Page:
The 2015 Martin Luther King Jr. Civil and Human Rights Conference will be held Jan. 15–19 in Atlanta. The Conference is established to commemorate the life and legacy of Dr. Martin Luther King Jr. and the accomplishments of the civil rights movement, this multi-ethnic, multi-gender and intergenerational conference reinforces the historic bond between the labor and civil rights movements and honors Dr. King’s vision that collective action—whether at the voting booth or in the workplace—will mobilize participants to continue their work in order to make his dream a reality.
Through workshops and panels, attendees will be able to build knowledge and skills on a range of issues, including race; intersectionalities of underrepresented groups; development of labor–community relationships, especially with other civil rights organizations and much more!
It's been 50 years since President Lyndon B. Johnson announced his "War on Poverty." It was a time when the nation redefined its values, extending to millions of people the chance at last to be a part of the American Dream. A half century later, we have made some progress. But we still must do a lot more to extend opportunity to those who live on society's margins. With patience, persistence and partnership, we can create economic opportunity for every person willing to work hard for it.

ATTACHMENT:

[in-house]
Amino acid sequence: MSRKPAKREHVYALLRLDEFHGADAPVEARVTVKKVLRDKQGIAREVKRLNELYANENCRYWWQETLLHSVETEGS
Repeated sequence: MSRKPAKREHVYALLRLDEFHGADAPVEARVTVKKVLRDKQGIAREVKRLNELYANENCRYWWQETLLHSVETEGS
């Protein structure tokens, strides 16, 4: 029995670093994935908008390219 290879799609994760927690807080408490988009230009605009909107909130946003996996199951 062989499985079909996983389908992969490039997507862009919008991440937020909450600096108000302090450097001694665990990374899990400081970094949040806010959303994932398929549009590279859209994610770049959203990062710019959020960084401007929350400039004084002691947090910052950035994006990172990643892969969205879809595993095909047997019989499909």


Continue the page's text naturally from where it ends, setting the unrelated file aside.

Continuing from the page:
In April 1968, Dr. King traveled to Memphis to support striking sanitation workers—members of AFSCME Local 1733. The strike was in many ways more than a dispute over workplace issues—it was a struggle for dignity for predominantly African American workers joining together in a union to create a voice on the job and in their community. It was while supporting these striking union members that Dr. King was assassinated by a sniper on April 4, 1968.
America's union movement champions those who lack a voice in our society. Union members played a critical role in the civil rights struggles of the past and that involvement continues today.
When Martin Luther King Jr. was jailed for civil disobedience, unions and union members frequently came to his aid with the legal and financial help he needed. Union members marched in Washington in 1963 and in countless cities around the country. King was killed while in Memphis to aid striking sanitation workers.